These aren’t mistakes, these are deliberate acts and ideas and smears born from illiberal minds.

Besides, sufficiently advanced incompetence is indistinguishable from evil.

40. Shatterface

‘Besides, sufficiently advanced incompetence is indistinguishable from evil.’

That sounds like Arthur C Clarke’s 2nd Law! And you know, those aliens from Childhood’s End do look rather diabolical.

@ Sunny

Their money wasn’t spent entirely on wasteful projects.

Can that go on the tombstone please?

That sounds like Arthur C Clarke’s 2nd Law!

It’s Grey’s Law – I think it’s a play on Clarke’s.

43. Sevillista

@cjcc

The current size of the state (48% of GDP I think) was not a deliberate policy choice.

The state was about 40% of GDP in 2007 (and Labour’s plans were to keep it at that level).

Unfortunately, a small group of over-optimistic idiots in banks (and sellers of sub-prime mortgages in the US) brought our economy down, causing a depression which led to the over-inflated state we have.

Look at Darling’s policy changes he made – Labour did not want the 48% level of spending to persist beyond the temporary weakness of the private sector.

New Labour did make some strides forward. Though they had a lot of years to do more, much, much more – yet they did not. That is, IMHO, one of the priorities in how disillusioned Labour/left supporters became.

Sure Start, great. Minimum wage, great, investment in the NHS greastish. Waiting lists down, but too much money spent in giving unearned super profits to those who provided services in the NHS market.

As has been mentioned above, if you are to have a system of support for those who are unemployed, unemployable, unable to work then there will be spivs who will milk the system, they (those who can afford the accountants) do so in the upper earnings bracket – yet, New Labour wore Tory clothes on their attack on all those who receive support and did relatively nothing to those who could employ someone to do their dirty work.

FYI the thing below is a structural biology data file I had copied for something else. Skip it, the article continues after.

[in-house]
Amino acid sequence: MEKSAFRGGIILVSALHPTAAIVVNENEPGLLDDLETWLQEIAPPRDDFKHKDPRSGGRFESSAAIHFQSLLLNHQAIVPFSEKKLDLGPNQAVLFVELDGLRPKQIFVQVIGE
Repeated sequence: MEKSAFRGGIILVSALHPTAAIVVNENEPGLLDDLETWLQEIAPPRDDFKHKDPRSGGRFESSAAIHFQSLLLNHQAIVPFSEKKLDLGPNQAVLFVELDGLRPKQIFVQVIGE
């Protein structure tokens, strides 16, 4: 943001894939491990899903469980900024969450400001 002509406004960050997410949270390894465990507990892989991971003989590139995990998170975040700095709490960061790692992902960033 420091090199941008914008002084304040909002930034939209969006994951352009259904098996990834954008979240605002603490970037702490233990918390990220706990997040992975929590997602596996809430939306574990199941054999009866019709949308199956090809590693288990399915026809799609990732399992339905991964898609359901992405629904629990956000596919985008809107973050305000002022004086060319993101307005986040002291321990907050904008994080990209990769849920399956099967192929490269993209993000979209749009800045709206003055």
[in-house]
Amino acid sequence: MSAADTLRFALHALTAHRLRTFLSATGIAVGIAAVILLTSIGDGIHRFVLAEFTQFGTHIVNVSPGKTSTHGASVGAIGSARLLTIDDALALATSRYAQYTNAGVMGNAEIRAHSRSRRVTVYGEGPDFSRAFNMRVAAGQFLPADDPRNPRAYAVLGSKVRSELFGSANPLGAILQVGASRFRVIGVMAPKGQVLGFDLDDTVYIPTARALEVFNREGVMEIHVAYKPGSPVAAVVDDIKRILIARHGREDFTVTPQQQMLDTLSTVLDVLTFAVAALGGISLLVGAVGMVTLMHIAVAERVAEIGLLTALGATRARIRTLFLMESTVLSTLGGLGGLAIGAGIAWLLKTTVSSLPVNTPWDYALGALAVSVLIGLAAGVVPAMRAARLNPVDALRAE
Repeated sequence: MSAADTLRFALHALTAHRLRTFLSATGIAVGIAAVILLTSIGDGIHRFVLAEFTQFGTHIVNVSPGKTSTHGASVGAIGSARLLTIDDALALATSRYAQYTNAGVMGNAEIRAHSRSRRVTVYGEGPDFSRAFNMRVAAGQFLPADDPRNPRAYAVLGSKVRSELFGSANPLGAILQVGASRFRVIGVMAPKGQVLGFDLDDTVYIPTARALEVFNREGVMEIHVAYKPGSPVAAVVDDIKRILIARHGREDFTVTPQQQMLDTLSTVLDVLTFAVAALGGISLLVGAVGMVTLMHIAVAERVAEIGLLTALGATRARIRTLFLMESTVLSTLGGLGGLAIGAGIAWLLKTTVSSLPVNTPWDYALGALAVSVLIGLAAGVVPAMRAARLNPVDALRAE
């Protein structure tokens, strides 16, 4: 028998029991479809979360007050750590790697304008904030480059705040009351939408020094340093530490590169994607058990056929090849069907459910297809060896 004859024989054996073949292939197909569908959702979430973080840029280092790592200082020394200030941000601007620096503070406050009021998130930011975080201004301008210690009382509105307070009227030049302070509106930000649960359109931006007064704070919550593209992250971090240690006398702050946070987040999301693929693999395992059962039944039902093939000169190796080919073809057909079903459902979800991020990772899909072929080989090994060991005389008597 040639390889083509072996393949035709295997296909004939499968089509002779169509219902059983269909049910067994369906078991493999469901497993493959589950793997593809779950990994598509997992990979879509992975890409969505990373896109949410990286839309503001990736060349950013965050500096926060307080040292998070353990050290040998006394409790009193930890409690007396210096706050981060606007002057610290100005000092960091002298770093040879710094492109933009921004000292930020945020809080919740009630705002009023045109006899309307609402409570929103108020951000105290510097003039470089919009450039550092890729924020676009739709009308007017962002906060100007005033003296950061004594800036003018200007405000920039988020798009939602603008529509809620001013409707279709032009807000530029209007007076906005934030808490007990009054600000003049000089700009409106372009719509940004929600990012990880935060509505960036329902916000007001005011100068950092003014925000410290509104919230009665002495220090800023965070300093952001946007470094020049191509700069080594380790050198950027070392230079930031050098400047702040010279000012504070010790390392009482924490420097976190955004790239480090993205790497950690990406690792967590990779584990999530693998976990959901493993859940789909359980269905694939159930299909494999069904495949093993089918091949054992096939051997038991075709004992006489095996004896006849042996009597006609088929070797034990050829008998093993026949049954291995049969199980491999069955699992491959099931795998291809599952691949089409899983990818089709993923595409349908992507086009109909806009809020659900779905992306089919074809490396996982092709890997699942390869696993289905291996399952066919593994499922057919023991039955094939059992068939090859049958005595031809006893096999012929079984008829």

If you need a support payment from government if you are earning 50k a year, there is something wrong, very wrong indeed. Universal welfare? New Labour brought income tax down and down again, they even took away the 10p scale to pay for tax breaks. Is that what you mean by left-wing?

To then say there is no difference between New Labour and the Tories is, I think, also disingenuous. The Tories are as ideological as New Labour was, and their aim will be to drastically reduce the size of the welfare state and make it a soul-destroying experience.

New Labour were, and are still, on the right of centre, you can argue that point as much as you wish – but, taking it out of UK politics for a second, let us use someone who is as detested almost as much as Thatcher – Reagan. He wouldn’t even be allowed near the doors of the GOP today, you indicate that Obama is left of centre in US terms – even he is far from it. Left of centre today, certainly not 30 years ago or more. Look at the GOP manifesto of 1956, 60 – see who that looks like in today’s terms – and the GOP are of the right.

That is where New Labour are, of the right. You can successfully say they are, in today’s terminology, left of the Tories (just) – yet that does not make them left-wing. As the Tories stride right, New Labour follow like lambs to the slaughter, as you move onto their ground they can deliver a kicking because that ground is new to New Labour and an old playing field to the Tories – they know their stomping ground.

You call it a welfare state, I call it a supportive state. You call it benefits and entitlements, I call it support and investment in the individual.

New Labour are Tories, just NOT the Tories of today.

If E’Mil, or any of the other shower, want to bring about change not just in the narrative but in action they must say that they are going to pull, firstly, back to the centre, and then to the left. Then they will start getting some support back.

If you want to see people liking the stake they have in a supportive state, show them that you are going to invest in those people who are without work, invest in training, in education, in re-equipping them. People, even the middle-class, like to see their money well spent – they, like everyone else, hate to see it wasted.

THAT is something that New Labour didn’t, still won’t do. Rather than lie detectors, invest in local communities. Rather than simply reducing tax, show what you are doing with that tax, local parks for kids to play in that are clean, where people can walk their dog, and the equipment is painted and well kept. Grass cut, certainly not “CEOs” of municipal councils et al being paid idiotic sums of money to do frig all.